Figure 3: Comparison between NTU reading and physical water appearance[2].

The Importance of Measuring Turbidity 

Turbidity in water can have different origins, and it can be an indicator of the presence of hazardous chemical or microbial contaminants, as well as pollution events taking place at the water collection point, such as heavy rain, spills, or groundwater contamination [3]. An example can be seen in Figure 4, where turbidity is increased as a consequence of the direct increase of total suspended solids through runoff resulting from heavy rainfall.  

Figure 4: Turbidity increase as indicative of heavy rainfall[2]

This way, by measuring turbidity, the possible repercussions in water quality and human health can be prevented, but it can also lead to the correct water treatment downstream [3]

Table 2 shows a comparison between different sources of turbidity, the implications, and the adequate treatment and management given the diverse water conditions.

Table 2: Turbidity, water quality and treatment implications[3]

Consequences of Unusual Turbidity Levels 

Turbidity, beyond possible implications in human health, can also affect the natural equilibrium of aquatic ecosystems. An increased amount of total suspended solids in water can limit visibility and feeding behaviors. Suspended solids can obstruct the natural movement and migrations of aquatic populations, while also limiting the sight and speed of fish to catch their prey. Additionally, fish that remain in water bodies with high turbidity levels can clog fish gills and lower organisms’ resistance to disease and parasites [2]

Also, water can get warmer as a consequence of an increasing concentration of suspended particles in the water body. This results in a lower amount of dissolved oxygen in water, directly affecting the ability of aquatic organisms to survive [4]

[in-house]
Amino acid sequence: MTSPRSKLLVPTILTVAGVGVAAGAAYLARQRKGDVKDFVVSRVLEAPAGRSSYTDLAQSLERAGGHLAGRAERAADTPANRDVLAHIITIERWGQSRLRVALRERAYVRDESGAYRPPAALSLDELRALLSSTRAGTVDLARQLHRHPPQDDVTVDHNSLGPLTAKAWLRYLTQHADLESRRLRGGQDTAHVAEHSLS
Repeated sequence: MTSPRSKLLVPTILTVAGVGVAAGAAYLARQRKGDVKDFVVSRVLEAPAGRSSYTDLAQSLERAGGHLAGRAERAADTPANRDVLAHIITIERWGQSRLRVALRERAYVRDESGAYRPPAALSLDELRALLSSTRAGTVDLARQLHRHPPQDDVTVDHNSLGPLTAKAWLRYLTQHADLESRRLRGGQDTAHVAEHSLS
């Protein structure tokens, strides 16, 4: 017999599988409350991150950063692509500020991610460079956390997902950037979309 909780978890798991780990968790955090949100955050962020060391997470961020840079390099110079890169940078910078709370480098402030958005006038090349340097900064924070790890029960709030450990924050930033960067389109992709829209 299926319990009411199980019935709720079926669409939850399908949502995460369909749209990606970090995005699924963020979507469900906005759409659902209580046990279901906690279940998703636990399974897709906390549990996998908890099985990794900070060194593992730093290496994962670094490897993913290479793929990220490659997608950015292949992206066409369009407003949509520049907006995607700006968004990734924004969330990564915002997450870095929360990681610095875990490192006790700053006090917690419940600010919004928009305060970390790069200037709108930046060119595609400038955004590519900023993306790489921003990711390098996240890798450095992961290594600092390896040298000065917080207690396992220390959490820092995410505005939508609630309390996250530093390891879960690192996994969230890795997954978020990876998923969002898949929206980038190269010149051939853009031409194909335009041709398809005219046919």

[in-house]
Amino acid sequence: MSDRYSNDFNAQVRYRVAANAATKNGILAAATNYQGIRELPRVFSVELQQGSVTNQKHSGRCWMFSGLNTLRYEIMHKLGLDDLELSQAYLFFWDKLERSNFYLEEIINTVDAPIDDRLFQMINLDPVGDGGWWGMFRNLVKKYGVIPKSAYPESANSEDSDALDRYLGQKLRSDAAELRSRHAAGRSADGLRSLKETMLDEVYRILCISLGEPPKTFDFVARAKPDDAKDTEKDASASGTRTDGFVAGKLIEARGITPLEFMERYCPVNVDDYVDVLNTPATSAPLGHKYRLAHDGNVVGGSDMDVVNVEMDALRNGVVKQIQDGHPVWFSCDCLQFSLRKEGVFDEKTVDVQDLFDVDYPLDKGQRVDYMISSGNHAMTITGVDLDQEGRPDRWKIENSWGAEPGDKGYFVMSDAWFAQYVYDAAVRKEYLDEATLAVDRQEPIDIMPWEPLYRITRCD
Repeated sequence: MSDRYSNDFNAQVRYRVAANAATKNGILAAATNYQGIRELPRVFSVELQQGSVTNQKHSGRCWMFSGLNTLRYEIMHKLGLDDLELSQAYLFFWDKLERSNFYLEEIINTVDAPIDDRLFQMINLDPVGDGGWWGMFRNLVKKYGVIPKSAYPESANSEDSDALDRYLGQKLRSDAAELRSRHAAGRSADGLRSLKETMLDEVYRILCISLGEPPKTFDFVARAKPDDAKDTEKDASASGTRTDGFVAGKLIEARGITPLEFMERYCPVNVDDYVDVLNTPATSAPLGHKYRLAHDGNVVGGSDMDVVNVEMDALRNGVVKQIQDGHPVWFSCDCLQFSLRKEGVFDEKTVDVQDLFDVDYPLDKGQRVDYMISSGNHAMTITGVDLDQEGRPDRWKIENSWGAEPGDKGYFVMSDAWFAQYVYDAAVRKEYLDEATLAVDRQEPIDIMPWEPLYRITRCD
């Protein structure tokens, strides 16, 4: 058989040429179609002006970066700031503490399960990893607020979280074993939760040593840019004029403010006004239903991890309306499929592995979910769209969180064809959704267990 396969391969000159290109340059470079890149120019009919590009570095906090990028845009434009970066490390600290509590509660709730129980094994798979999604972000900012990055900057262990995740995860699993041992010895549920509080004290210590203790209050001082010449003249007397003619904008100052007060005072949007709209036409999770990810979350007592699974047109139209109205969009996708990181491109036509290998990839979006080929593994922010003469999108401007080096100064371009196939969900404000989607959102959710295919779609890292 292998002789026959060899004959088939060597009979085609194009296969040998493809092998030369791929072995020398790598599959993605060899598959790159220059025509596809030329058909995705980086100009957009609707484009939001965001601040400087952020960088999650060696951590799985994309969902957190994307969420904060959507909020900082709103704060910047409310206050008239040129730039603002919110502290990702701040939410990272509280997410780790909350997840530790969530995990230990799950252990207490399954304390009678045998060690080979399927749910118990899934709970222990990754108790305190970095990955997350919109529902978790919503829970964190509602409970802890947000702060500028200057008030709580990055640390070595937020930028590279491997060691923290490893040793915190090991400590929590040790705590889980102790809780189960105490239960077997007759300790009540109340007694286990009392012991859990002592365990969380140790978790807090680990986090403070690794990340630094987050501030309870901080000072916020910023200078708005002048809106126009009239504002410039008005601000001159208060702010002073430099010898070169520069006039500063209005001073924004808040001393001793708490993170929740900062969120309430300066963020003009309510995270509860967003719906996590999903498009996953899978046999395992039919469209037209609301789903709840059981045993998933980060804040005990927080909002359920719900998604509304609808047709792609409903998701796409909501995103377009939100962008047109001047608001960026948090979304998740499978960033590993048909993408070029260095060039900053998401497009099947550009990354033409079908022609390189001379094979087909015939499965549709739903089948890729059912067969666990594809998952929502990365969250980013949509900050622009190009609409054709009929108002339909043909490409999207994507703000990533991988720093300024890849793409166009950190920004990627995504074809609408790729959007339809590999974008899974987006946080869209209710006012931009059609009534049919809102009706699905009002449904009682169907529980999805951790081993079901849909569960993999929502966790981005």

Also, pathogens such as bacteria and protozoa can attach to the suspended particles in water, aiding them in transportation and protecting them from the action of water disinfectants, affecting aquatic and human life when the sediments are not removed [2]

Our BOSAQ team is aware of the importance of providing high-quality and clear water, for which we rely on our advanced water treatment technology, based on membranes, to clean water and ensure a provision of safe water, free from hazardous chemicals and pathogens to meet your water needs.  


[1] W. Moseley, ‘Let’s Clear the Waters’, Noble Research Institute. https://www.noble.org/news/publications/ag-news-and-views/2009/may/lets-clear-the-waters/ (accessed Sep. 28, 2020).

[2] ‘Turbidity, Total Suspended Solids & Water Clarity’, Environmental Measurement Systems. https://www.fondriest.com/environmental-measurements/parameters/water-quality/turbidity-total-suspended-solids-water-clarity/ (accessed Sep. 28, 2020).

[3] World Health Organization, ‘WATER QUALITY AND HEALTH - REVIEW OF TURBIDITY: Information for regulators and water suppliers’, 2017. Accessed: Sep. 28, 2020. [Online]. Available: https://www.who.int/water_sanitation_health/publications/turbidity-information-200217.pdf.

[4] ‘Turbidity’. https://www.lenntech.com/turbidity.htm#What%20are%20the%20consequences%20of%20high%20turbidity? (accessed Sep. 30, 2020).